“I’m attracted to asymmetry. Life is not predictable.”—Robert Blood

Robert Blood - A Life in Sculpture

A prolific artist with an intense energy, Robert Blood’s career as a sculptor spanned more than 60 years. Blood created a diverse body of work encompassing both figurative and abstract art forms. He produced unique cast figurative works, striking indoor welded sculptures made from Mild steel, and soaring outdoor sculptures made from welded weathering “Corten” (also Cor-Ten) steel.

Born in Schenectady, NY in 1924, Blood knew he wanted to be a sculptor at age 5 when he was given a lump of clay. After graduating from high school in 1942, he served in the US Army, stationed in Brooklyn. After the war, Blood moved to Philadelphia to attend the Pennsylvania Academy of the Fine Arts (left) on the GI Bill. He learned under the guidance of his teachers Harry Rosin and Walker Hancock. There he had his first experience working with live models and developed a love of the female form, but he would later regret that the institution offered little exposure to abstract art. He moved to New York City in 1952 where he worked as a jeweler’s assistant for a short time before making jewelry on his own. While living in NYC he met a young artist named Esta Damesek. How the couple met is an amusing story. He married Esta in 1953 and they lived on Manhattan’s Lower East Side for a few years together designing unique jewelry that combined wood and metal; the pieces are still sought by collectors.

Schenectady MuseumIn 1955, the couple moved to Schenectady, NY, Blood’s hometown. While living there, Blood shifted his focus to sculpture and learned to weld. The couple’s only child, Peter, was born in 1960. In 1961, Blood became Artist-in-Residence at the old Schenectady Museum (right) which was then located on Steuben St. He was given use of the museum’s upstairs studio and apartment in exchange for a small stipend and teaching art and sculpture to the community. Blood lived, sculpted, and taught sculpture at the Schenectady Museum for the next 7 years. Blood thought the merits of the relationship were “not in its structure but in its flexibility.” Many of his students credit Blood with inspiring them to become artists themselves. Blood’s son Peter recalls a particularly memorable class. He began receiving commissions for both abstract and figurative sculpture. Living in the old museum gave rise to real “Night at the Museum” stories. The Schenectady Museum moved to a new building in 1968 and was renamed the Museum of Innovation and Science (miSci) in 2012.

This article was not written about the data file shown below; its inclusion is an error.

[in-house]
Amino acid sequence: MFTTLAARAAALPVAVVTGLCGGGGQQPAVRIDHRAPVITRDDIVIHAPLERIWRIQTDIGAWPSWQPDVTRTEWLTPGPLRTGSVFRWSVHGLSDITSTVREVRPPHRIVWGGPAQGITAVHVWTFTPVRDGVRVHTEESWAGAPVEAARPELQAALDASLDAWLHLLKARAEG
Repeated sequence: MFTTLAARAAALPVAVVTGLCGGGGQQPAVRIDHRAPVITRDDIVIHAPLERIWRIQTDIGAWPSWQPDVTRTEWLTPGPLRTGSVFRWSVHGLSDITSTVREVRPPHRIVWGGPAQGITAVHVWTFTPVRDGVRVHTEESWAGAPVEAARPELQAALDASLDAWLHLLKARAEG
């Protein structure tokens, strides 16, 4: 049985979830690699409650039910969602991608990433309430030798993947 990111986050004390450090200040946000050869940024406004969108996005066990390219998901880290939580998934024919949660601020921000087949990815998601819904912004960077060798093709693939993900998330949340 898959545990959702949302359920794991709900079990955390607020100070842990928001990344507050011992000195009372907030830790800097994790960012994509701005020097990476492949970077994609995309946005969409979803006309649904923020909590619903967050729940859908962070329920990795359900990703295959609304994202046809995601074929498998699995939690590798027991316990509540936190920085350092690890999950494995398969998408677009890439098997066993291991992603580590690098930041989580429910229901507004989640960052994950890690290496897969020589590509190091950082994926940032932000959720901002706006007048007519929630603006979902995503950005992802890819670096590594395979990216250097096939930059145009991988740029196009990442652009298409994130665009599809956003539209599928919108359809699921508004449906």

The yard on Regent St.In 1968, when the Schenectady Museum relocated, Blood moved his family into his childhood home, a small house on Regent Street (left) in the suburb of Niskayuna. Laboring many hours every day, the majority of hundreds of sculptures Blood created over his lifetime were created here. Blood lived a simple lifestyle and sometimes paid for services by bartering with his sculpture. Robert Blood died in 2016 at age 92, working right up until his death.

Blood’s Artistic Philosophies:

Bob Blood should feel comfortable taking his place among a select group of accomplished American sculptors.” His work “commands attention” and possesses the characteristic fundamentals of abstract art: “balance, silhouette, contour and shape. Blood’s creative energy is anchored in identifying, addressing and resolving these fundamentals.” —Michael Richman, Chesterwood Curator, 1980-1985, Stockbridge, MA.

Blood was fascinated by the human form and created figurative sculptures and figuratively-influenced abstract work simultaneously. He thought keeping his figurative skills sharp allowed him to not only better figurative sculpture, but better abstract sculpture. Blood’s abstract sculptures use Mild or Cor-Ten steel in a full-volumed way, with a generally curving sense of lightness to the lines. Shapes wrap around each other in space. They change aspect with every small move of the head, and by walking all around a piece one gets an endless span of spatial variation.

For over six decades, Robert Blood’s work has captivated admirers, won awards, and drew critical acclaim. Among the characteristics of Blood’s artwork are the following:

How Blood Created His Welded Artwork

“In his art Robert Blood is a universal man, creating with the same devotion either a menorah or a crucifix, a human figure or an abstraction of the concepts of which the human mind and soul is capable—cunningly contrived, exquisitely formed, yet transcending materials and tools and craftsmanship to emerge as a paean to both man and his spirit.” —Duane LaFleche, Albany Times Union

The process by which Robert Blood created any large artwork began by making many drawings. From an idea, Blood would make more than a dozen drawings, then choose three or four to make 4-inch “maquettes” (a small scale models). Upon seeing the finished maquettes, he would then choose one to make into a full-size welding. This narrowing-down process ensured the only best pieces were chosen for welding. “I like to make my mistakes on a small scale” Blood has jested.